How ya gonna get 'em to stay on the farm?

Bookwoom Room points us toward this news of exciting developments in Belarussian policy toward agricultural workers:
Alexander Lukashenko is living up to his reputation as Europe’s last remaining dictator. The president of Belarus has decided to bring back serfdom on farms in a bid to stop urban migration.
Lukashenko has announced plans to introduce legislation prohibiting farm labourers from quitting their jobs and moving to the cities. “Yesterday, a decree was put on my table concerning – we are speaking bluntly – serfdom,” the Belarus leader told a meeting on Tuesday to discuss improvements to livestock farming, reported.
. . . Low agricultural wages and limited prospects have persuaded many farm workers to leave the countryside to seek opportunities in the cities or in neighbouring Russia.
. . .
If Lukashenko signs the serfdom decree, Belarus will be in violation of the 1957 international convention on the abolition of forced labour to which it is a signatory.  That didn’t stop him adopting a law in 2012 stopping timber industry workers from quitting their jobs and it probably won’t stop him now.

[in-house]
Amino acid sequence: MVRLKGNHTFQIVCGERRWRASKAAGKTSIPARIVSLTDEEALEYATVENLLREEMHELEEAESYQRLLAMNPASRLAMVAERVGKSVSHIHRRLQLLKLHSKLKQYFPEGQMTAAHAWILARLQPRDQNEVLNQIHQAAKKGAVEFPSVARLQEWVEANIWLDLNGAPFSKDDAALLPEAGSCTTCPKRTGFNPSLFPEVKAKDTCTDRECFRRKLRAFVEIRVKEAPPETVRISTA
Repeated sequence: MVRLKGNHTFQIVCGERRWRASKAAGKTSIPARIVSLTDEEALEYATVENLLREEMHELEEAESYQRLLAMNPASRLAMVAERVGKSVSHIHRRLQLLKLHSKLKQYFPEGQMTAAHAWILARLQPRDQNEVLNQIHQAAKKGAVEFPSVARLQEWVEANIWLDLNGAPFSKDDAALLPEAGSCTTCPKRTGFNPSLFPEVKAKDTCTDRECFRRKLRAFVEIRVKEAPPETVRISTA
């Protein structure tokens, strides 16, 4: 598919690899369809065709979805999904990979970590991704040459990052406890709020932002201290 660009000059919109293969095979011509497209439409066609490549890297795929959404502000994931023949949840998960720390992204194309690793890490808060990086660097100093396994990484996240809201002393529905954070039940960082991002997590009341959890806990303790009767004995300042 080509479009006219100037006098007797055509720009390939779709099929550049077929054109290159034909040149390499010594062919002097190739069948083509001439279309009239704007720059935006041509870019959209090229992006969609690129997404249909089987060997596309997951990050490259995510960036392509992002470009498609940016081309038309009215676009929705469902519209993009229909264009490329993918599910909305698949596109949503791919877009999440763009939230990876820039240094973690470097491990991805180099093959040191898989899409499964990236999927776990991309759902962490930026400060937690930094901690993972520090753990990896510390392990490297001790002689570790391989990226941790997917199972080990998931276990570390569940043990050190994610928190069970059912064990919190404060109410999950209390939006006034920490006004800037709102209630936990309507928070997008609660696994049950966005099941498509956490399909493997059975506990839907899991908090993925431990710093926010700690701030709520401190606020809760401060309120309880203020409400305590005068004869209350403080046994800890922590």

Russia may however raise objections.
That last part makes me feel lots better.


Ymar Sakar said...

At least they don't call it welfare.

Grim said...

Trust them to bring back the one aspect of the Middle Ages that I was happy to leave behind.

Tom said...

Now that was funny, Grim, despite the gravity of the situation.

MikeD said...

Lukashenko is Moscow's handpicked puppet... I mean leader of Belarus. Don't expect them to do a blessed thing about it. Maybe they'd replace him if he got too controversial. But I doubt it. And even if they did, it's not like his replacement would be a paragon of human rights and virtue.

Gringo said...

The president of Belarus has decided to bring back serfdom on farms in a bid to stop urban migration.

Lukashenko is simply bringing back Soviet policy, which wanted to keep collective workers on the farm -or kolkohz. [or whatever it was called.]

IIRC,Soviet farmworkers were denied internal passports to keep them where they were. And residence permits for Moscow were very difficult to obtain.

douglas said...

Gringo, most people were denied internal travel documents. My father-in-law was a Hungarian journalist that had travel privileges on occasion, and it was stressed to him that losing your internal travel papers in the USSR was really bad.